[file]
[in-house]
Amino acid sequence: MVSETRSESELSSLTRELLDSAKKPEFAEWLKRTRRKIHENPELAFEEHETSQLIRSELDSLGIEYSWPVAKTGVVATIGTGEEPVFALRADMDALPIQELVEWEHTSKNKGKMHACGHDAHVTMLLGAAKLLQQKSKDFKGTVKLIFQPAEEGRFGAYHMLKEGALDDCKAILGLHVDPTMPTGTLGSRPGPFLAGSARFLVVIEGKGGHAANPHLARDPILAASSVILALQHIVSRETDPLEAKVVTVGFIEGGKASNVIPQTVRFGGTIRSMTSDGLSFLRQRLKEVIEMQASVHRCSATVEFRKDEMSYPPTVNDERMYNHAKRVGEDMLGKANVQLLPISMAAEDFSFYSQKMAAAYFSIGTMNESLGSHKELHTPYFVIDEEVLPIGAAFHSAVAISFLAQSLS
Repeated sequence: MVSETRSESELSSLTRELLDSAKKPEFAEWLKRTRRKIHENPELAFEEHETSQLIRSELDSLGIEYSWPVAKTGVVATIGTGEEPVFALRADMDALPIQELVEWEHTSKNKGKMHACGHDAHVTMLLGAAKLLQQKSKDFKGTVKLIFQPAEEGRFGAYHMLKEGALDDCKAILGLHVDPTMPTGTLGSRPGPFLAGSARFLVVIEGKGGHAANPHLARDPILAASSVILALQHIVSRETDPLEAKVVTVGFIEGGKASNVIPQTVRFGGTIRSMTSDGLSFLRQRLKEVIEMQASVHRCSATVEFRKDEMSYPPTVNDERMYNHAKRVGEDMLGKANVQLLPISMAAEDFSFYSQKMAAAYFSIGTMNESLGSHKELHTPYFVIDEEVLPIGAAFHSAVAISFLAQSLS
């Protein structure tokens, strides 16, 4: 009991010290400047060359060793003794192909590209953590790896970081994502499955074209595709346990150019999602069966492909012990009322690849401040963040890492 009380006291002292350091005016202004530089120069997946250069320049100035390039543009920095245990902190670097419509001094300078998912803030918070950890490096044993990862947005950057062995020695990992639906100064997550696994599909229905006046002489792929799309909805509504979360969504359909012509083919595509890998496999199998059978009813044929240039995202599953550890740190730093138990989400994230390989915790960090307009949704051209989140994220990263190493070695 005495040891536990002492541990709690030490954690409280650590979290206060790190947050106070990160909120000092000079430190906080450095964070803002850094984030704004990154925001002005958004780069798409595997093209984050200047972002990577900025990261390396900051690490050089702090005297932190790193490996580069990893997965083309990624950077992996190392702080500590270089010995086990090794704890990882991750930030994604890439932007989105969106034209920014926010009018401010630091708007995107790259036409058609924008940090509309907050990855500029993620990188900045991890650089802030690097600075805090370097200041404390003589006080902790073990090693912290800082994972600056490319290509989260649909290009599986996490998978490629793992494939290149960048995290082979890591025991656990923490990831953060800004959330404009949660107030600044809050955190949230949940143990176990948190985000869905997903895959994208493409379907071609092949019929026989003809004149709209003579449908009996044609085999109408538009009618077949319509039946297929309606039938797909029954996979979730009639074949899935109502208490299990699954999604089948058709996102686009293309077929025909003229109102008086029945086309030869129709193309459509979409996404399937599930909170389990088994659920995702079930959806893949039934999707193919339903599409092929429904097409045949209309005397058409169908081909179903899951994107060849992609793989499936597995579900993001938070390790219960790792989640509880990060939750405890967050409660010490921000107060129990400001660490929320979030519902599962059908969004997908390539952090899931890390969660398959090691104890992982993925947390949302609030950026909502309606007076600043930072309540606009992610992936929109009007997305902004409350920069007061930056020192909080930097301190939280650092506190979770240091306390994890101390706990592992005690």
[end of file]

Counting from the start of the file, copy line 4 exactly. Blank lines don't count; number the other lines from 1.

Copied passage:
């Protein structure tokens, strides 16, 4: 009991010290400047060359060793003794192909590209953590790896970081994502499955074209595709346990150019999602069966492909012990009322690849401040963040890492 009380006291002292350091005016202004530089120069997946250069320049100035390039543009920095245990902190670097419509001094300078998912803030918070950890490096044993990862947005950057062995020695990992639906100064997550696994599909229905006046002489792929799309909805509504979360969504359909012509083919595509890998496999199998059978009813044929240039995202599953550890740190730093138990989400994230390989915790960090307009949704051209989140994220990263190493070695 005495040891536990002492541990709690030490954690409280650590979290206060790190947050106070990160909120000092000079430190906080450095964070803002850094984030704004990154925001002005958004780069798409595997093209984050200047972002990577900025990261390396900051690490050089702090005297932190790193490996580069990893997965083309990624950077992996190392702080500590270089010995086990090794704890990882991750930030994604890439932007989105969106034209920014926010009018401010630091708007995107790259036409058609924008940090509309907050990855500029993620990188900045991890650089802030690097600075805090370097200041404390003589006080902790073990090693912290800082994972600056490319290509989260649909290009599986996490998978490629793992494939290149960048995290082979890591025991656990923490990831953060800004959330404009949660107030600044809050955190949230949940143990176990948190985000869905997903895959994208493409379907071609092949019929026989003809004149709209003579449908009996044609085999109408538009009618077949319509039946297929309606039938797909029954996979979730009639074949899935109502208490299990699954999604089948058709996102686009293309077929025909003229109102008086029945086309030869129709193309459509979409996404399937599930909170389990088994659920995702079930959806893949039934999707193919339903599409092929429904097409045949209309005397058409169908081909179903899951994107060849992609793989499936597995579900993001938070390790219960790792989640509880990060939750405890967050409660010490921000107060129990400001660490929320979030519902599962059908969004997908390539952090899931890390969660398959090691104890992982993925947390949302609030950026909502309606007076600043930072309540606009992610992936929109009007997305902004409350920069007061930056020192909080930097301190939280650092506190979770240091306390994890101390706990592992005690």